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A new museum celebrates American Indians: at this vibrant new cultural center, "Welcome" is said in many languages.

For Christopher Miller, 12, and his sister, Jennifer, 10, sharing their Navajo traditions can be difficult. The Miller kids live in Rockville, Maryland, while most of their cousins are growing up in Arizona, on the Navajo reservation.

But now, says Christopher, he and Jennifer can help to keep their traditions alive--and learn more about them--in nearby Washington, D.C. On September 21, the National Museum of the American Indian will open on the Mall, right across from the U.S. Capitol.

This is no ordinary museum, says architect Duane Blue Spruce, who helped plan the building's many unique features. It is meant to "give a sense of community pride [and to convey] the idea that there is a lot of worth in the history and culture" of American Indians.

Native peoples throughout the Western Hemisphere helped to create the museum--a place where all can gather to worship, dance, sing, tell stories, and share meals. The museum's Mitsitam Cafe, which means "let's eat" in the language of the Piscataway and Delaware peoples, will serve such traditional Native dishes as turkey in maple brine and yellow potato casserole.

The museum's exterior, made of golden limestone from Minnesota, is designed to evoke rock formations that have been carved over centuries by wind and water. Like many Native structures, it faces due east--to catch the rising sun--and is positioned to the four cardinal directions (see GeoSkills, p. 20). Crystal prisms in the vast circular lobby reflect the sun's rays, while an electronic board says "Welcome" in hundreds of Native languages.

The 4.25-acre site is landscaped with wetlands, a meadow, and corn and tobacco crops, all of which existed in the D.C. area before Europeans arrived.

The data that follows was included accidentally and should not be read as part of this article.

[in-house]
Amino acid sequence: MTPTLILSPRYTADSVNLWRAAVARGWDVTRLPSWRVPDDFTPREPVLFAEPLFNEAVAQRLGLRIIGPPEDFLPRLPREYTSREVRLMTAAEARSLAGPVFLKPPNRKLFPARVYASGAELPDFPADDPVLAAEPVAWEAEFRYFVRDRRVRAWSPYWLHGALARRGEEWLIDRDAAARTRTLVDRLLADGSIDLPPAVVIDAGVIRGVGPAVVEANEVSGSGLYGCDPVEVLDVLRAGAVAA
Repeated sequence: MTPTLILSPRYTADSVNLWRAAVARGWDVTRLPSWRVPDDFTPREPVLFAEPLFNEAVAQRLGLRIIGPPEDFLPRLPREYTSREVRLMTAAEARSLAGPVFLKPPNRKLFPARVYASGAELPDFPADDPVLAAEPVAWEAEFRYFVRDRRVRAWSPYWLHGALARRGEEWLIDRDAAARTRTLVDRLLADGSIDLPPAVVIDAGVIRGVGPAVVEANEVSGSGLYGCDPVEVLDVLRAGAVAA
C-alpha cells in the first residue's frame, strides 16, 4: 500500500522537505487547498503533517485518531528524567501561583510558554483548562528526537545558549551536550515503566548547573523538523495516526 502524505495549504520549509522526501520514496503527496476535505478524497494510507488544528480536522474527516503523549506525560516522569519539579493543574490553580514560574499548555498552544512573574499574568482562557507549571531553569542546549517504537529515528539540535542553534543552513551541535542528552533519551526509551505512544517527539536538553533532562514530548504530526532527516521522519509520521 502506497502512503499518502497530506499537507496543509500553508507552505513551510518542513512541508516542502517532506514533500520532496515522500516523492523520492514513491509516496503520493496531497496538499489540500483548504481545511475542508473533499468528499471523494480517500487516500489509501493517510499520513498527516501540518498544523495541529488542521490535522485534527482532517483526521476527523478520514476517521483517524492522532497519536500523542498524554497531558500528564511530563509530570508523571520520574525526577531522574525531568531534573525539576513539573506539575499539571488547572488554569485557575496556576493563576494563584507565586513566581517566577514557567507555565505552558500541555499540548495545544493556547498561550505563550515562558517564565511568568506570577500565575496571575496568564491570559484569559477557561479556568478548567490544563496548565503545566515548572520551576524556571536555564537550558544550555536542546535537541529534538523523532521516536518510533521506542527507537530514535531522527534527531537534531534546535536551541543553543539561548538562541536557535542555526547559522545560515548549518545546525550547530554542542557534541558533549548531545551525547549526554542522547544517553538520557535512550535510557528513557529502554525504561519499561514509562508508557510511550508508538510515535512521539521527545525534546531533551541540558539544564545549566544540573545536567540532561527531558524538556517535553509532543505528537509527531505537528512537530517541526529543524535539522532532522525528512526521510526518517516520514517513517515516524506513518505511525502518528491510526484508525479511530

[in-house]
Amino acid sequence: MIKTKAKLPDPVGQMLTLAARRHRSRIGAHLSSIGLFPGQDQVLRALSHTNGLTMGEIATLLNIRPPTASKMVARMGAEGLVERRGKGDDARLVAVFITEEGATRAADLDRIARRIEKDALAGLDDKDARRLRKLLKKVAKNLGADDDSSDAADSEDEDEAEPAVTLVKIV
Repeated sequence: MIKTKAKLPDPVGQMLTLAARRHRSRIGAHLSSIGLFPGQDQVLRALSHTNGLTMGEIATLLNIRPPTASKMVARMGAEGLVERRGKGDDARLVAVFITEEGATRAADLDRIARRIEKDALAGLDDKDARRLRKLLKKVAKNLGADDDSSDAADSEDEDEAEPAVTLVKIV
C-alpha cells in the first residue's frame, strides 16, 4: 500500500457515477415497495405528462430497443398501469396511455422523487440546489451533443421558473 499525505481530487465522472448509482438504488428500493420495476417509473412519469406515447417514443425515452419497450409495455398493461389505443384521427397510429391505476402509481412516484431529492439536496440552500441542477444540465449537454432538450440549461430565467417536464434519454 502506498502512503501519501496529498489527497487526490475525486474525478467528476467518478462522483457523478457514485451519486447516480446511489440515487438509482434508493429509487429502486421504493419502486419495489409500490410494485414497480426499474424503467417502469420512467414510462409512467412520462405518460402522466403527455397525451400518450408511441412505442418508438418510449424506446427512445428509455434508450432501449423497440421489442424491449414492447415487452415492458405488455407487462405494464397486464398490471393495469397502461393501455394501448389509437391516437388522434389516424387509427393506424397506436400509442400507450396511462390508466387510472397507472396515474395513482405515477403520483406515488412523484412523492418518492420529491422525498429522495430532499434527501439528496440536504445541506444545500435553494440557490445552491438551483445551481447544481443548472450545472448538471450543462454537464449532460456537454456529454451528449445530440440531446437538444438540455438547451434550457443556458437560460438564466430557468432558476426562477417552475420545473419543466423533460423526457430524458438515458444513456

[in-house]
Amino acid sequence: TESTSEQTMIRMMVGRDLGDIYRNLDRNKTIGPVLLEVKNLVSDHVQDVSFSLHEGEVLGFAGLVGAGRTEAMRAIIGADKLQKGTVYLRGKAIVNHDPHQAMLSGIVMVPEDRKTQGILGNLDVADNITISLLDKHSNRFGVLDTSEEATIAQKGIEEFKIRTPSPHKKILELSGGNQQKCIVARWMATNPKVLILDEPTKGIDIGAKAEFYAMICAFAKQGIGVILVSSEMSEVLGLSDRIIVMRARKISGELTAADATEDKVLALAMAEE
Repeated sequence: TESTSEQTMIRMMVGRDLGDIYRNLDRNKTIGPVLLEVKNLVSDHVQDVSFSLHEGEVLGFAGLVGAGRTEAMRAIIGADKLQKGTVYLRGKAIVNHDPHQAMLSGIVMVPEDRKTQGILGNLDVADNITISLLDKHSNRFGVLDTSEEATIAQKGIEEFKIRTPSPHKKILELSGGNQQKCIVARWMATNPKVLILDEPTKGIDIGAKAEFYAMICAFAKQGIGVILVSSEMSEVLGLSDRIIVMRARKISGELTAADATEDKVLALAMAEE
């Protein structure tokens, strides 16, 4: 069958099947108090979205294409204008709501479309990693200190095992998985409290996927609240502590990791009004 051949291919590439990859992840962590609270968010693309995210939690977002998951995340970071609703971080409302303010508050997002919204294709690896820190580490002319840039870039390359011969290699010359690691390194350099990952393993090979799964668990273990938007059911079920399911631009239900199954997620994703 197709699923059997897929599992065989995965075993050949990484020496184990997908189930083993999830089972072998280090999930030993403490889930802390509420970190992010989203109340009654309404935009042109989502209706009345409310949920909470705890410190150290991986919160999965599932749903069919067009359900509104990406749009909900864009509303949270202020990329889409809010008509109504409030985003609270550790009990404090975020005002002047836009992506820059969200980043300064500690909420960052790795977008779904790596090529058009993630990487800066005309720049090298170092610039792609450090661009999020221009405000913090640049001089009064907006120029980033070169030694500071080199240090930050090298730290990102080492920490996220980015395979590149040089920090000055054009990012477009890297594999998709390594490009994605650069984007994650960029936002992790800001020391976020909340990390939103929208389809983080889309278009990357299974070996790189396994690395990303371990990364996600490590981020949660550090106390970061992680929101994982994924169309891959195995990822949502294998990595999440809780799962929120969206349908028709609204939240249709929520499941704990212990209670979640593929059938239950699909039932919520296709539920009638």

A Passionate Collector

The museum will house 7,000 objects from a collection of 800,000 vases, dolls, headdresses, and other items amassed by George Gustav Heye (HIGH), a wealthy New Yorker who lived from 1874 to 1957. Heye made his first purchase--a deerskin shirt--from a Navajo woman in the early 1900s, when he was working in Arizona as an engineer. He became intensely interested in Native customs, and began to acquire objects in the U.S., Canada, Mexico, and several other countries throughout the Western Hemisphere.

Many of those objects now have a beautiful new home, where young people like Christopher can connect to their heritage. Christopher is eager, too, for his classmates to visit the museum, so that they can "see how other people lived."

write it!

What do you know about your own heritage? Write an essay about some of the traditions your ancestors observed. If you have any family heirlooms (objects handed down), describe how they connect you to your past.


Students should understand

* The National Museum of the American Indian is a magnificent new showcase of Native peoples from throughout the Western Hemisphere.


Ask students: "What is the purpose of a museum? What types of museums exist?"


Indian tribes will be allowed to "commune" with the objects that the National Museum of the American Indian displays or keeps in storage. For example, tribes will be able to sprinkle cornmeal around an object to maintain their custom of "feeding and nourishing" the object's living spirit.


NOTING DETAILS: What is unique about the architectural design of the National Museum of the American Indian? (The museum's curved limestone exterior evokes rock formations hewn by wind and rain. The building is positioned to the four cardinal directions and its entrance faces east. This positioning is meant to emphasize the Native peoples' worship of the sun and sky. The site also includes wetlands and crops that existed during the pre-Columbian era of North America.)

MAKING CONNECTIONS: How will the new museum help Christopher and Jennifer Miller connect to their Navajo heritage? (The Millers live in Maryland near the museum, but far from their cousins who live on the Navajo Reservation in Arizona. The museum will allow Christopher and Jennifer to learn about their culture, history, and how to keep their Native traditions alive.)


DESIGN A MUSEUM: Ask students to design a museum that celebrates their own cultural history Design plans should include a drawing of the building's layout and a written description of the artifacts that will be exhibited.



* Individuals, groups, and institutions: How various racial, religious, and ethnic groups create museums to honor and preserve their beliefs, cultures, and histories.



* Waldman, Carl, Atlas of the North American Indian (Facts on File, 2000). Grades 7-8.

* Bruchac, Joseph, Lasting Echoes: An Oral History of Native American People (HarperCollins, 1999). Grades 5-8.


* National Museum of the American Indian


* National Museum of the American Indian
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Article Details
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Title Annotation:News Special; Smithsonian Institution. National Museum of the American Indian
Author:McCabe, Suzanne
Publication:Junior Scholastic
Geographic Code:1USA
Date:Sep 20, 2004
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